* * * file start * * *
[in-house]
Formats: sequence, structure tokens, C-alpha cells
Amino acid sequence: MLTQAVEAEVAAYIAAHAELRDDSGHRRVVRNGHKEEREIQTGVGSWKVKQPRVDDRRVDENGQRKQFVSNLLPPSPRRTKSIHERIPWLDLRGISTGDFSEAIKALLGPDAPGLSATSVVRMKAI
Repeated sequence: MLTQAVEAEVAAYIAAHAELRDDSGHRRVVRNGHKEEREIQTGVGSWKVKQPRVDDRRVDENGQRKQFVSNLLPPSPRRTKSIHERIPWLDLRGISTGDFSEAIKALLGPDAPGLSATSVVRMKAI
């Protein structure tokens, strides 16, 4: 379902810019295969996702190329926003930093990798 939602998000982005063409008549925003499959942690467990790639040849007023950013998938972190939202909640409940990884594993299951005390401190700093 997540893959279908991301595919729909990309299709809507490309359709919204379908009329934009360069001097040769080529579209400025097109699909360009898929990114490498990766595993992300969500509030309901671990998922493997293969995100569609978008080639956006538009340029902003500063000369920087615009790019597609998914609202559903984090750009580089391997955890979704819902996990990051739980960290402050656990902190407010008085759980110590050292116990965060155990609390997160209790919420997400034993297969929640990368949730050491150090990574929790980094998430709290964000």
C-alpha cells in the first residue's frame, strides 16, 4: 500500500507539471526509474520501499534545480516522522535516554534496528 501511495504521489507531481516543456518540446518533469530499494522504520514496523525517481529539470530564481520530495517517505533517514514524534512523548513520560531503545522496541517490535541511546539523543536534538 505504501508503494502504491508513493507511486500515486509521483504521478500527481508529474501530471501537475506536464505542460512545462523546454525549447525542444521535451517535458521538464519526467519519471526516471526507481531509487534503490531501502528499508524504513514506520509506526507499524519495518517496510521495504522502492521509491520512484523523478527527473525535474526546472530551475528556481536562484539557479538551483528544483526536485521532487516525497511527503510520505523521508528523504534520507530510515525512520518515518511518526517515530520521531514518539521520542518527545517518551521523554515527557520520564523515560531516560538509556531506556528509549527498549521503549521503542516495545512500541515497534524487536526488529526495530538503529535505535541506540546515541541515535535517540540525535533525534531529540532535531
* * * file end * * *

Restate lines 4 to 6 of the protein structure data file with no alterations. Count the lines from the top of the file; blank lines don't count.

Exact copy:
Repeated sequence: MLTQAVEAEVAAYIAAHAELRDDSGHRRVVRNGHKEEREIQTGVGSWKVKQPRVDDRRVDENGQRKQFVSNLLPPSPRRTKSIHERIPWLDLRGISTGDFSEAIKALLGPDAPGLSATSVVRMKAI
């Protein structure tokens, strides 16, 4: 379902810019295969996702190329926003930093990798 939602998000982005063409008549925003499959942690467990790639040849007023950013998938972190939202909640409940990884594993299951005390401190700093 997540893959279908991301595919729909990309299709809507490309359709919204379908009329934009360069001097040769080529579209400025097109699909360009898929990114490498990766595993992300969500509030309901671990998922493997293969995100569609978008080639956006538009340029902003500063000369920087615009790019597609998914609202559903984090750009580089391997955890979704819902996990990051739980960290402050656990902190407010008085759980110590050292116990965060155990609390997160209790919420997400034993297969929640990368949730050491150090990574929790980094998430709290964000």
C-alpha cells in the first residue's frame, strides 16, 4: 500500500507539471526509474520501499534545480516522522535516554534496528 501511495504521489507531481516543456518540446518533469530499494522504520514496523525517481529539470530564481520530495517517505533517514514524534512523548513520560531503545522496541517490535541511546539523543536534538 505504501508503494502504491508513493507511486500515486509521483504521478500527481508529474501530471501537475506536464505542460512545462523546454525549447525542444521535451517535458521538464519526467519519471526516471526507481531509487534503490531501502528499508524504513514506520509506526507499524519495518517496510521495504522502492521509491520512484523523478527527473525535474526546472530551475528556481536562484539557479538551483528544483526536485521532487516525497511527503510520505523521508528523504534520507530510515525512520518515518511518526517515530520521531514518539521520542518527545517518551521523554515527557520520564523515560531516560538509556531506556528509549527498549521503549521503542516495545512500541515497534524487536526488529526495530538503529535505535541506540546515541541515535535517540540525535533525534531529540532535531